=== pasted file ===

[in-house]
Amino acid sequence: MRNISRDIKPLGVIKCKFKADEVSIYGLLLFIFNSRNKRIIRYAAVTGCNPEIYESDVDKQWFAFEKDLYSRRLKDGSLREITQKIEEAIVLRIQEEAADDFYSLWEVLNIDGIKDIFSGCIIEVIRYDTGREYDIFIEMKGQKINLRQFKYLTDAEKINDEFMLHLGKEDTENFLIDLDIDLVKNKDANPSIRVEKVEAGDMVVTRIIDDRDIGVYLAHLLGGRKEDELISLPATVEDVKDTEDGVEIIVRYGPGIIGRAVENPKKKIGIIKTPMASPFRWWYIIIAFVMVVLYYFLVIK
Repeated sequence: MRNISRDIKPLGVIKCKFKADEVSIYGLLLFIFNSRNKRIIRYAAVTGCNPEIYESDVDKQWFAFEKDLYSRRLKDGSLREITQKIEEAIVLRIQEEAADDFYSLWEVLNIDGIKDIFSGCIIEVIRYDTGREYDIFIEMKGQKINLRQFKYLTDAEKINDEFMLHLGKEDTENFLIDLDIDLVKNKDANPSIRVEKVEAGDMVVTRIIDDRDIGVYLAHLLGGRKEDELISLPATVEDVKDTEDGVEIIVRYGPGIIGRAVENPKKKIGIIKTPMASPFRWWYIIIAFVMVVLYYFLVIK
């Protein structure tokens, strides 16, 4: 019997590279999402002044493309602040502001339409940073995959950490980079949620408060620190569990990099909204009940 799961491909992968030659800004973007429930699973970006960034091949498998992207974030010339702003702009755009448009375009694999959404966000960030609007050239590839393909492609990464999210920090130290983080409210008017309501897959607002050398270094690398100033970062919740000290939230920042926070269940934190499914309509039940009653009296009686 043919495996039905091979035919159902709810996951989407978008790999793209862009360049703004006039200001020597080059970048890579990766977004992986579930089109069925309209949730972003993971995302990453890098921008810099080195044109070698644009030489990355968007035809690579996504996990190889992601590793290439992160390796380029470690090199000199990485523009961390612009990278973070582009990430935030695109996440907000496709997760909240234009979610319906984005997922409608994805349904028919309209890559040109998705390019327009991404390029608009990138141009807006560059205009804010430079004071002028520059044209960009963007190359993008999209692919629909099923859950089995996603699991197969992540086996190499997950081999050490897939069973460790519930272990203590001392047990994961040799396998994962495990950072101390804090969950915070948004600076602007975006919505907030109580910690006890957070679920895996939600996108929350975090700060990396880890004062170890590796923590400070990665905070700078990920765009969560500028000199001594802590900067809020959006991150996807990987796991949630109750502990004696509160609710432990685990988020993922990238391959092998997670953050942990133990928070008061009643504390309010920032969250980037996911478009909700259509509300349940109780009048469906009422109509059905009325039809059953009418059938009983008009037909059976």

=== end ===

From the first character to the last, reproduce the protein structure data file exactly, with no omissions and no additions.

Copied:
[in-house]
Amino acid sequence: MRNISRDIKPLGVIKCKFKADEVSIYGLLLFIFNSRNKRIIRYAAVTGCNPEIYESDVDKQWFAFEKDLYSRRLKDGSLREITQKIEEAIVLRIQEEAADDFYSLWEVLNIDGIKDIFSGCIIEVIRYDTGREYDIFIEMKGQKINLRQFKYLTDAEKINDEFMLHLGKEDTENFLIDLDIDLVKNKDANPSIRVEKVEAGDMVVTRIIDDRDIGVYLAHLLGGRKEDELISLPATVEDVKDTEDGVEIIVRYGPGIIGRAVENPKKKIGIIKTPMASPFRWWYIIIAFVMVVLYYFLVIK
Repeated sequence: MRNISRDIKPLGVIKCKFKADEVSIYGLLLFIFNSRNKRIIRYAAVTGCNPEIYESDVDKQWFAFEKDLYSRRLKDGSLREITQKIEEAIVLRIQEEAADDFYSLWEVLNIDGIKDIFSGCIIEVIRYDTGREYDIFIEMKGQKINLRQFKYLTDAEKINDEFMLHLGKEDTENFLIDLDIDLVKNKDANPSIRVEKVEAGDMVVTRIIDDRDIGVYLAHLLGGRKEDELISLPATVEDVKDTEDGVEIIVRYGPGIIGRAVENPKKKIGIIKTPMASPFRWWYIIIAFVMVVLYYFLVIK
């Protein structure tokens, strides 16, 4: 019997590279999402002044493309602040502001339409940073995959950490980079949620408060620190569990990099909204009940 799961491909992968030659800004973007429930699973970006960034091949498998992207974030010339702003702009755009448009375009694999959404966000960030609007050239590839393909492609990464999210920090130290983080409210008017309501897959607002050398270094690398100033970062919740000290939230920042926070269940934190499914309509039940009653009296009686 043919495996039905091979035919159902709810996951989407978008790999793209862009360049703004006039200001020597080059970048890579990766977004992986579930089109069925309209949730972003993971995302990453890098921008810099080195044109070698644009030489990355968007035809690579996504996990190889992601590793290439992160390796380029470690090199000199990485523009961390612009990278973070582009990430935030695109996440907000496709997760909240234009979610319906984005997922409608994805349904028919309209890559040109998705390019327009991404390029608009990138141009807006560059205009804010430079004071002028520059044209960009963007190359993008999209692919629909099923859950089995996603699991197969992540086996190499997950081999050490897939069973460790519930272990203590001392047990994961040799396998994962495990950072101390804090969950915070948004600076602007975006919505907030109580910690006890957070679920895996939600996108929350975090700060990396880890004062170890590796923590400070990665905070700078990920765009969560500028000199001594802590900067809020959006991150996807990987796991949630109750502990004696509160609710432990685990988020993922990238391959092998997670953050942990133990928070008061009643504390309010920032969250980037996911478009909700259509509300349940109780009048469906009422109509059905009325039809059953009418059938009983008009037909059976």